The Web site allows visitors to experience some of these inventions first hand, offering a unique opportunity to operate objects that are too rare and fragile to be handled.

The objects are fun to play with, and they also teach us about our social, scientific, and visual history. Below are some ideas for how you can explore the exhibition themes with children.

After you visit the Devices of Wonder Web site, you can return here for some teaching ideas.

The History of English in Ten Minutes

This is a great series that students will love which breaks history down into nice little bitse sized chunks you can flesh out in the classroom.  I really hope you enjoy going through this with your students.  A word of warning is that some of the language and content may not be totally appropriate to younger students.


The secret of teaching the Holocaust to students

I came across a great website full of content on teaching the holocaust to students.  These activities have been developed for teachers to use as a guide. Their intent is to give teachers a framework to follow for use in a Holocaust unit of study. The philosophy behind these activities is based on constructivist pedagogy, brain-based learning and the awareness of the theory of multiple intelligences. It is hoped teachers will use them and build on them to fit the needs of students, taking into account their age, maturity, and ability levels.

It is strongly recommended that teachers read the Guidelines for Teaching the Holocaust published by the United States Holocaust Memorial Museum before designing activities or using the ones we offer in A Teacher's Guide to the Holocaust. The suggestions and cautions the Holocaust Museum offers are important and invaluable in delivering Holocaust instruction. The sensitivity of the subject matter requires careful consideration when designing curriculum and guiding students in presentations and research.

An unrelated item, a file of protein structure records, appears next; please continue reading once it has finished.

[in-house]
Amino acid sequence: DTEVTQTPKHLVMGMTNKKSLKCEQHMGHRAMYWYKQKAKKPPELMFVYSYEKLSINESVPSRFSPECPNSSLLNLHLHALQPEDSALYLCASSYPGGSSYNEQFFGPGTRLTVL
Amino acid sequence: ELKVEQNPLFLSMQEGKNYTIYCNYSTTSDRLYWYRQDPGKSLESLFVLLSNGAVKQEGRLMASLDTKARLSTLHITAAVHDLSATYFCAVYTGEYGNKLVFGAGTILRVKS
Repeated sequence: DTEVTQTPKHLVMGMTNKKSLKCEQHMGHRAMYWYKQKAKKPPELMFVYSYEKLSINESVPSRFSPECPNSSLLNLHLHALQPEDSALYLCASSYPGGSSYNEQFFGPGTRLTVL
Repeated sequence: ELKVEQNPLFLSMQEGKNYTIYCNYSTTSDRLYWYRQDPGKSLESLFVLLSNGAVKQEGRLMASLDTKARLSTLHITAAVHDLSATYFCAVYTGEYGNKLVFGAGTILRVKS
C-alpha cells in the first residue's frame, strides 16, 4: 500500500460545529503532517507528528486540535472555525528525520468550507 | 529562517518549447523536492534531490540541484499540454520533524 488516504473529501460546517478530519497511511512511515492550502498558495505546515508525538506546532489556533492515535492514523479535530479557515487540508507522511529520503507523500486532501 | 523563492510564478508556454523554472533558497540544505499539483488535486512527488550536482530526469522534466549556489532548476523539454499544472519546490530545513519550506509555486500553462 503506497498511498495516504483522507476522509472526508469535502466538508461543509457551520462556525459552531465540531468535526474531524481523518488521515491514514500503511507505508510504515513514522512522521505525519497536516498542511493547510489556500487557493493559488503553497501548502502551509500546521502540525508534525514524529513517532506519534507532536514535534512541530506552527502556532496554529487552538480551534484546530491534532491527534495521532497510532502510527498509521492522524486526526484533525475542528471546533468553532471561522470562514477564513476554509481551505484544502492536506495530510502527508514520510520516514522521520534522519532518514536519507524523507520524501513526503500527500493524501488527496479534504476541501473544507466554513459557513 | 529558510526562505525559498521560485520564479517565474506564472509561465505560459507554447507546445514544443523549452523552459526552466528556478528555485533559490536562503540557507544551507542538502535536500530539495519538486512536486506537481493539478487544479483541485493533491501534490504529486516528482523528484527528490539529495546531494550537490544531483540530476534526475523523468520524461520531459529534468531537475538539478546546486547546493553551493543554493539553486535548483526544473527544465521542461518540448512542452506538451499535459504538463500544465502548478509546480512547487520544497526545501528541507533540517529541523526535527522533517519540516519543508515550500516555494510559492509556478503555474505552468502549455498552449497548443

Access the holocaust student activities here.

Kidipede - Simple information for students

Kidipede is a kids' encyclopedia, online since 1996. A lot of kids use Kidipede for school reports or for homeschooling. You can find out about Ancient Greece or Ancient Egypt, or how to make yogurt, or about why fires need air to burn. Kidipede will tell you who invented algebra, and what happens in the Iliad, and what Confucius said. Click here to access it.

How numerals 0 - 9 got their shape - Interesting.

Read this first, then view the slideshow above.  Do you know why numbers look like they do? Someone, at some point in time, had to create their shapes and meaning.  Watch this short presentation and then you will know how our Arabic numbers were originally created a very long time ago and what logic the people that created them used to determine their shapes.  It is really very simple and quite creative.  You have to admire the intelligence of a person that created something so simple and perfect that it has lasted for thousands and thousands of years and will probably never change.  When the presentation gets to the number "seven" you will notice that the 7 has a line through the middle of it.   That was the way the Arabic 7 was originally written, and in Europe and certain other areas they still write the 7 that way.  Also, in the military, they commonly write it that way. The nine has a kind of curly tail on it that has been reduced, for the most part nowadays, to a simple curve, but the logic involved still applies.